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Dealing with diversity – the European banking sector

Speech by Julie Dickson, Member of the Supervisory Board of the ECB, at the 17th Handelsblatt Annual Conference on European Banking Regulation, Frankfurt am Main, 28 November 2016

Henry Kissinger once asked: “Who do I call if I want to call Europe?”

This question reflects two interesting things about the way North Americans see Europe. First, it is indicative of a widespread tendency to think about Europe as a single entity. Second, the tone expresses frustration at the complexity of European national and supranational institutions – where it can be quite confusing to work out who is in charge.

I must admit that before I joined ECB Banking Supervision, I was not at all immune to these views. Indeed, when I received the call offering me a position on the Supervisory Board, I was initially reluctant.

As my experience has been that it is good practice for a bank’s board to have 12-15 members for the benefit of sound decision-making, and as I came from the Canadian supervisory system where there is no supervisory board, and one person – the Superintendent – takes all the supervisory decisions, I was intrigued to see how a board with 25 members representing 19 countries could work in practice. So I accepted to be part of this challenge, because it was all about ensuring tough but fair supervision even within a complex governance framework.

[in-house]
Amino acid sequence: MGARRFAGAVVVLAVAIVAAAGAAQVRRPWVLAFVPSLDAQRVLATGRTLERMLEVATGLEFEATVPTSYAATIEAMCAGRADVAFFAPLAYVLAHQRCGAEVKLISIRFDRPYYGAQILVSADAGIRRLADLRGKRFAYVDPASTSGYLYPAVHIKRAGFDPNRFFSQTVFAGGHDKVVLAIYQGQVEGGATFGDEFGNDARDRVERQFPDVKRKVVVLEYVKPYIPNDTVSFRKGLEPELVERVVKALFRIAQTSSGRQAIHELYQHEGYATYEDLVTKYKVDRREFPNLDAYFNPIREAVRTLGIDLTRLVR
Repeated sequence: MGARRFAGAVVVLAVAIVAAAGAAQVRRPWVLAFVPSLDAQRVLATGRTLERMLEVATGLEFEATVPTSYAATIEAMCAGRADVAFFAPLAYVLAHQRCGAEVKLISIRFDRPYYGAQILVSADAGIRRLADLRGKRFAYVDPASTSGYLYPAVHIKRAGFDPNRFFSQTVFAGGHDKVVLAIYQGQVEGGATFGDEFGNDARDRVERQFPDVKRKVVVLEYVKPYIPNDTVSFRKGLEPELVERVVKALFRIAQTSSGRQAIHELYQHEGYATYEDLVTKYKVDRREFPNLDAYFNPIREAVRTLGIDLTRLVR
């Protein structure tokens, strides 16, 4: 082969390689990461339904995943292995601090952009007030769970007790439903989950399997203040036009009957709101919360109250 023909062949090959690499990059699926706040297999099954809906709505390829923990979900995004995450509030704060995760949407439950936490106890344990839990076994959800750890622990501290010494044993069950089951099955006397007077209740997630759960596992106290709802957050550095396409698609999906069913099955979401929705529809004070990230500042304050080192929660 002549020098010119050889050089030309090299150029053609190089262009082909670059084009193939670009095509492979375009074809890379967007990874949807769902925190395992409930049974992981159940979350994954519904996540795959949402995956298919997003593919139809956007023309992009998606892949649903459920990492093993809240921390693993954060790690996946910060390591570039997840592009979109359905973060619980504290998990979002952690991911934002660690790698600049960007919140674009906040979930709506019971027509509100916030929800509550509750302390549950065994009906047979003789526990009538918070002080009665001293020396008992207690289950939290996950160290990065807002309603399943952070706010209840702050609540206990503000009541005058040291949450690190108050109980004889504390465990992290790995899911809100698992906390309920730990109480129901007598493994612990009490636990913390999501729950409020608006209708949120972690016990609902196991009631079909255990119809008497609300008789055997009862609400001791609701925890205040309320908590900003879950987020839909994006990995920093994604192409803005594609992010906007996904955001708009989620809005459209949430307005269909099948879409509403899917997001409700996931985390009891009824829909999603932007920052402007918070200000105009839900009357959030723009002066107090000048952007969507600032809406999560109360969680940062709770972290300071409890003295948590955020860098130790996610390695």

Since then, I have realised that the European banking sector is incredibly diverse. It is composed of a range of banking and supervisory cultures which gives rise to varied governance structures and practices, but also different regulatory frameworks. Some of this diversity is part of the fabric of Europe and will continue to exist, but some aspects of it do not conform to global standards. Since its creation in November 2014, European banking supervision has focused on driving change in these areas.

Today, amid all this diversity, European banking supervision is contributing towards a more stable and more European banking sector.

Let’s take a closer look at what it took to lay the foundations for truly European banking supervision. What have we achieved in the first two years and what challenges lie ahead?

Laying the foundations for European banking supervision: where do we stand?